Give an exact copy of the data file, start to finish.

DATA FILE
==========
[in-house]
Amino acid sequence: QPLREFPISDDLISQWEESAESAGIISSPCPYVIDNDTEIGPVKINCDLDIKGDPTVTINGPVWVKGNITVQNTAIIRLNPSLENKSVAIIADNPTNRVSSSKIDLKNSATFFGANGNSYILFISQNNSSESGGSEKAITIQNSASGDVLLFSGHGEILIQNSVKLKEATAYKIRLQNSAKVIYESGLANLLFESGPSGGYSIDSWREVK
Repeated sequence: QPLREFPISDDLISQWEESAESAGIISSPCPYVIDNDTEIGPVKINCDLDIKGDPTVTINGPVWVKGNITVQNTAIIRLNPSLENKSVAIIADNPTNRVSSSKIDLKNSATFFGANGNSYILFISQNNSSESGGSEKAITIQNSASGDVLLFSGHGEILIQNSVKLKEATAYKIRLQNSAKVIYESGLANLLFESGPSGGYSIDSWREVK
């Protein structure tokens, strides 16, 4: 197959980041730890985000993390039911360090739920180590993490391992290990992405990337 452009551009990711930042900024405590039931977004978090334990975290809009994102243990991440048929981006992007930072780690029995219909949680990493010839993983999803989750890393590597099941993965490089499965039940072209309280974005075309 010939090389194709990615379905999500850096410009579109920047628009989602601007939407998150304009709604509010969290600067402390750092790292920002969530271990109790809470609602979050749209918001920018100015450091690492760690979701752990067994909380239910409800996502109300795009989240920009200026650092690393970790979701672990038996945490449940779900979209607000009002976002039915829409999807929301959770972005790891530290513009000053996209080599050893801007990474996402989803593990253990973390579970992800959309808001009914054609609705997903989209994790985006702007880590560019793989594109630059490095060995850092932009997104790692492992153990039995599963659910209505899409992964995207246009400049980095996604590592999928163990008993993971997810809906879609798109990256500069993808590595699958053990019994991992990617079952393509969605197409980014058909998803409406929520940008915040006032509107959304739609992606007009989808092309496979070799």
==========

[in-house]
Amino acid sequence: QPLREFPISDDLISQWEESAESAGIISSPCPYVIDNDTEIGPVKINCDLDIKGDPTVTINGPVWVKGNITVQNTAIIRLNPSLENKSVAIIADNPTNRVSSSKIDLKNSATFFGANGNSYILFISQNNSSESGGSEKAITIQNSASGDVLLFSGHGEILIQNSVKLKEATAYKIRLQNSAKVIYESGLANLLFESGPSGGYSIDSWREVK
Repeated sequence: QPLREFPISDDLISQWEESAESAGIISSPCPYVIDNDTEIGPVKINCDLDIKGDPTVTINGPVWVKGNITVQNTAIIRLNPSLENKSVAIIADNPTNRVSSSKIDLKNSATFFGANGNSYILFISQNNSSESGGSEKAITIQNSASGDVLLFSGHGEILIQNSVKLKEATAYKIRLQNSAKVIYESGLANLLFESGPSGGYSIDSWREVK
């Protein structure tokens, strides 16, 4: 197959980041730890985000993390039911360090739920180590993490391992290990992405990337 452009551009990711930042900024405590039931977004978090334990975290809009994102243990991440048929981006992007930072780690029995219909949680990493010839993983999803989750890393590597099941993965490089499965039940072209309280974005075309 010939090389194709990615379905999500850096410009579109920047628009989602601007939407998150304009709604509010969290600067402390750092790292920002969530271990109790809470609602979050749209918001920018100015450091690492760690979701752990067994909380239910409800996502109300795009989240920009200026650092690393970790979701672990038996945490449940779900979209607000009002976002039915829409999807929301959770972005790891530290513009000053996209080599050893801007990474996402989803593990253990973390579970992800959309808001009914054609609705997903989209994790985006702007880590560019793989594109630059490095060995850092932009997104790692492992153990039995599963659910209505899409992964995207246009400049980095996604590592999928163990008993993971997810809906879609798109990256500069993808590595699958053990019994991992990617079952393509969605197409980014058909998803409406929520940008915040006032509107959304739609992606007009989808092309496979070799």